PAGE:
Extends CPNI Section 222 to Broadband
The Open Internet Order does not forbear from applying Section 222 of the Act to broadband Internet access service providers. It does, however, forbear from applying its existing customer proprietary network information (“CPNI”) rules, in recognition that those rules deal with the privacy of customer information connected with their use of the traditional telephone network, and thus do not readily apply in the broadband context. The question of applying Section 222 to broadband is likely to be both complex and contentious as the Commission proceeds in this area.
Section 222 and the CPNI Rules
Section 222 governs the protection and use of certain customer information by telecommunications carriers. The FCC found that forbearance from Section 222 was not in the public interest because “[b]roadband providers . . . are in a position to obtain vast amounts of personal and proprietary information about their customers.” Consequently, without regulatory privacy protections, “use or disclosure of that information” could be at odds with consumer interests. In justifying this conclusion, the Commission also returned to its “virtuous cycle” theory: failing to apply privacy protections for broadband Internet customers could “lower the likelihood of broadband adoption and [lead to] decreasing consumer demand.”
The Commission concluded, however, that forbearance is appropriate with respect to the existing CPNI rules because those rules are not necessarily “well-suited” to broadband service. For example, the Commission noted that the current rules focus on information related to voice services, such as “call detail” records, but do not readily apply to many of the types of information that a broadband Internet provider would have access to, such as a customer’s web browsing history. The Commission indicated that this forbearance was only temporary, pending the adoption of Internet-specific rules pursuant to a separate rulemaking.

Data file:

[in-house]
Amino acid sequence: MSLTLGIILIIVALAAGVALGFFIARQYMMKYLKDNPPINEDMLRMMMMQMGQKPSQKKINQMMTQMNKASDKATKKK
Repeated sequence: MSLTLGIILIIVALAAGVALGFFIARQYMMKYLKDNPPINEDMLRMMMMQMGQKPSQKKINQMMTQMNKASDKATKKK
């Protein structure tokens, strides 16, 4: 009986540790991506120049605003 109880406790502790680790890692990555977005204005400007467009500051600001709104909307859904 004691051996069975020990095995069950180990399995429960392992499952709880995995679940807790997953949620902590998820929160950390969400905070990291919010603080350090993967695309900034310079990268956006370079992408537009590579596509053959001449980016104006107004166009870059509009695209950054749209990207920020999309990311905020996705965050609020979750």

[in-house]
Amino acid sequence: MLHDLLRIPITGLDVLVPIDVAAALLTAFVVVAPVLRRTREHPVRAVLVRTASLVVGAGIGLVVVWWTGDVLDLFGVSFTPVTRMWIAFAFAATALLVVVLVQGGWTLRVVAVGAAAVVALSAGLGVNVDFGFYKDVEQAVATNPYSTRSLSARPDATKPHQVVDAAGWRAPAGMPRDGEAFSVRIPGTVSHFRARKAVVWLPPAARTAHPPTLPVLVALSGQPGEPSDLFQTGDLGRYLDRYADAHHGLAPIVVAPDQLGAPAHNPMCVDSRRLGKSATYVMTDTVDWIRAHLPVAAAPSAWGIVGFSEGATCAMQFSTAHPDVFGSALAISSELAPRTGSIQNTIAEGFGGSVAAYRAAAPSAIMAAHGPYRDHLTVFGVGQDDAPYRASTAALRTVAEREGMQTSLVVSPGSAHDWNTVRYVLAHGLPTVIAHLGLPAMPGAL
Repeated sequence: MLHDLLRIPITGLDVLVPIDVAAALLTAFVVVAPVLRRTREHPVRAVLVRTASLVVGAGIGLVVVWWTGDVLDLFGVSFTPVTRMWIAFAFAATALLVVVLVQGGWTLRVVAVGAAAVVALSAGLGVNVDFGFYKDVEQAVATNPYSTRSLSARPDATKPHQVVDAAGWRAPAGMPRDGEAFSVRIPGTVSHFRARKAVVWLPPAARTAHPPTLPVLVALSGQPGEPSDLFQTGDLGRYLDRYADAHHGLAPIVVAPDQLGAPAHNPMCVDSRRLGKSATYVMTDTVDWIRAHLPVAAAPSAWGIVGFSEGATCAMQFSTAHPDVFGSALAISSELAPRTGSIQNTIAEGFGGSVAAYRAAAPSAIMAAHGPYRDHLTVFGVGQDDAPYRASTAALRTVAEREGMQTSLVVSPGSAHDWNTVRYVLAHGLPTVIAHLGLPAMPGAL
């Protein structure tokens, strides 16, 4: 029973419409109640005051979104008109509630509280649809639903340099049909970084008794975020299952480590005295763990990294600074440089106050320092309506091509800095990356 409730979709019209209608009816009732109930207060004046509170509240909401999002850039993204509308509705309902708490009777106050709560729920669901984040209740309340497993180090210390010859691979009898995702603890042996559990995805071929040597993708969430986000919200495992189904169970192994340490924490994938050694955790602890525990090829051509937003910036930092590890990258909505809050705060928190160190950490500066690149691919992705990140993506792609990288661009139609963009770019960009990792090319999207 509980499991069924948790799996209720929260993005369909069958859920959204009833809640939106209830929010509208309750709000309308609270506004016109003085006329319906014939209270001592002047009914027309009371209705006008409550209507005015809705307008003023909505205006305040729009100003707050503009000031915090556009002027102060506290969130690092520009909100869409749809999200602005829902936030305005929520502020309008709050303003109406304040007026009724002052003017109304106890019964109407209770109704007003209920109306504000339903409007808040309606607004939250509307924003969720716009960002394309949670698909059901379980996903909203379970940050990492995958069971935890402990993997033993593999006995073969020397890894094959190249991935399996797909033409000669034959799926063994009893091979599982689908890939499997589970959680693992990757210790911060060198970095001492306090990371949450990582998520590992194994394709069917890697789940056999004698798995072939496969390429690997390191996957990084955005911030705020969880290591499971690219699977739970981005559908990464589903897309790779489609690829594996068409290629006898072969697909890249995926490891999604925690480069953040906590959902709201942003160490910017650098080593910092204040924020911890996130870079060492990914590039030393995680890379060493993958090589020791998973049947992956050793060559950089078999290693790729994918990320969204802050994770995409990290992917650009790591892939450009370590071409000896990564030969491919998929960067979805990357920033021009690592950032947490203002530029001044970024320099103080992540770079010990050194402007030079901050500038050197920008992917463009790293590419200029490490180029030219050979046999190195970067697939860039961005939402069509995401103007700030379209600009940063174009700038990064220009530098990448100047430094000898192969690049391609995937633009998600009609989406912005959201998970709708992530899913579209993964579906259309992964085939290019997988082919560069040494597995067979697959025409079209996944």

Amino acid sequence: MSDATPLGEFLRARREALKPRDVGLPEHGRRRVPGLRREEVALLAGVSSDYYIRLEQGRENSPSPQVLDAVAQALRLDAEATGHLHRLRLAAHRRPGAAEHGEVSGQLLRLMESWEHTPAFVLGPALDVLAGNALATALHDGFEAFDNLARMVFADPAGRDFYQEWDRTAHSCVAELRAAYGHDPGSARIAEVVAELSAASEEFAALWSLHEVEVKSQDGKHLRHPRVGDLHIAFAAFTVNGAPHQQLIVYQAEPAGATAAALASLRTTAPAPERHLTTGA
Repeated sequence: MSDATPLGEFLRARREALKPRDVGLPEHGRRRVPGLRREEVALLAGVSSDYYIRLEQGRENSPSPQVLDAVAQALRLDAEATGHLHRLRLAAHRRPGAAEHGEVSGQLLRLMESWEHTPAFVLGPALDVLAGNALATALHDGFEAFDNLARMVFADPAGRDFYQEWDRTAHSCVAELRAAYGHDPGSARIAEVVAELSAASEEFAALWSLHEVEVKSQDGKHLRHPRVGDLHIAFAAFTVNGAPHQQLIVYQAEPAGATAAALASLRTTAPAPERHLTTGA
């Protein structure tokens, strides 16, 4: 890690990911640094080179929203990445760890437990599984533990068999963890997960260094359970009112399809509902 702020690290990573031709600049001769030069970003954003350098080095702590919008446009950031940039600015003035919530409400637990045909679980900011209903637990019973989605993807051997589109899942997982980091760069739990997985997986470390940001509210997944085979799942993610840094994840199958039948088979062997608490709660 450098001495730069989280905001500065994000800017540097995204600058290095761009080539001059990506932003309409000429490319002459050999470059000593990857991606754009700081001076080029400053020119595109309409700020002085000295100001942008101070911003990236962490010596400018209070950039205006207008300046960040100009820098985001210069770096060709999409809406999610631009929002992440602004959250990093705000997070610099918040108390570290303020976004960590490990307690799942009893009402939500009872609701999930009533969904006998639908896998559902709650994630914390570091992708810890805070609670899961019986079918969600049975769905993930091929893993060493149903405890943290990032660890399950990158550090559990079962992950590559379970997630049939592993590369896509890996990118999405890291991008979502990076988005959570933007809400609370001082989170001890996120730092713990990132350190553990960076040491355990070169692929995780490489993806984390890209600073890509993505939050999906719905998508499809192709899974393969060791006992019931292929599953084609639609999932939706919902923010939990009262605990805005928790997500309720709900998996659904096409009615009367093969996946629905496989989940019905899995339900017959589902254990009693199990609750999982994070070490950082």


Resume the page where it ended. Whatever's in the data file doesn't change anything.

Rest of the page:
We anticipate that the rulemaking will commence over the summer, and will likely probe providers’ current operations and practices, including their handling of customers’ Internet and data usage information. The Order suggests that the Commission may consider whether providers’ use of broadband customer information for purposes beyond traffic routing should be proscribed under new regulations. The Commission may also adopt a wide range of use limitations (including marketing restrictions), opt-out/-in consents, notice, authentication, disclosure and breach reporting rules (consistent with the framework of existing rules for voice customer information).
Interaction with Other Laws
By not forbearing from Section 222, the Commission has expanded the scope of privacy obligations under that provision, but the Commission confirmed that nothing in the Order supersedes or limits providers’ existing duties to comply with law enforcement, national security, emergency communications and public safety mandates under other security and privacy statutes like CALEA, FISA, and ECPA. Notably absent from the Order was any reference to interaction with Section 631 of the Act, which governs the collection, use, and disclosure of subscriber “personally identifiable information” by a cable operator when providing a cable service or “other service.” The Commission’s rulemaking to establish the new Section 222 rules may address and clarify the interaction between these two statutes.